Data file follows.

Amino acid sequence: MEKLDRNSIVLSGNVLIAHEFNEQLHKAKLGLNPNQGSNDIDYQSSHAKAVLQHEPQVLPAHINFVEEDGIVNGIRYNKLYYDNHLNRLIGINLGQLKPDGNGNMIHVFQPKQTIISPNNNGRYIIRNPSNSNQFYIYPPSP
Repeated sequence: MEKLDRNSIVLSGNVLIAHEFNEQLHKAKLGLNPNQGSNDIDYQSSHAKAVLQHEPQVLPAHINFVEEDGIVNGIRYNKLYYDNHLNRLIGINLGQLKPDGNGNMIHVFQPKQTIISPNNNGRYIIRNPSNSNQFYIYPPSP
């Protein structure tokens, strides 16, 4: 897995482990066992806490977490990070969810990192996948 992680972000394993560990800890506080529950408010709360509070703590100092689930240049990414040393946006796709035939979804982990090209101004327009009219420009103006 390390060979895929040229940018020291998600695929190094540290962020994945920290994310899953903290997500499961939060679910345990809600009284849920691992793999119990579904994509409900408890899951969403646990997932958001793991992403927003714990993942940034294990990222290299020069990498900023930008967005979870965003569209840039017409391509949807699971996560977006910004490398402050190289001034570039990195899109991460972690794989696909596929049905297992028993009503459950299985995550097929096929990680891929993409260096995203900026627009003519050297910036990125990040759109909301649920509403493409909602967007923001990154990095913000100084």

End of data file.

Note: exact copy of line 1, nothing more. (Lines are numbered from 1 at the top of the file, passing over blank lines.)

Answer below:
Amino acid sequence: MEKLDRNSIVLSGNVLIAHEFNEQLHKAKLGLNPNQGSNDIDYQSSHAKAVLQHEPQVLPAHINFVEEDGIVNGIRYNKLYYDNHLNRLIGINLGQLKPDGNGNMIHVFQPKQTIISPNNNGRYIIRNPSNSNQFYIYPPSP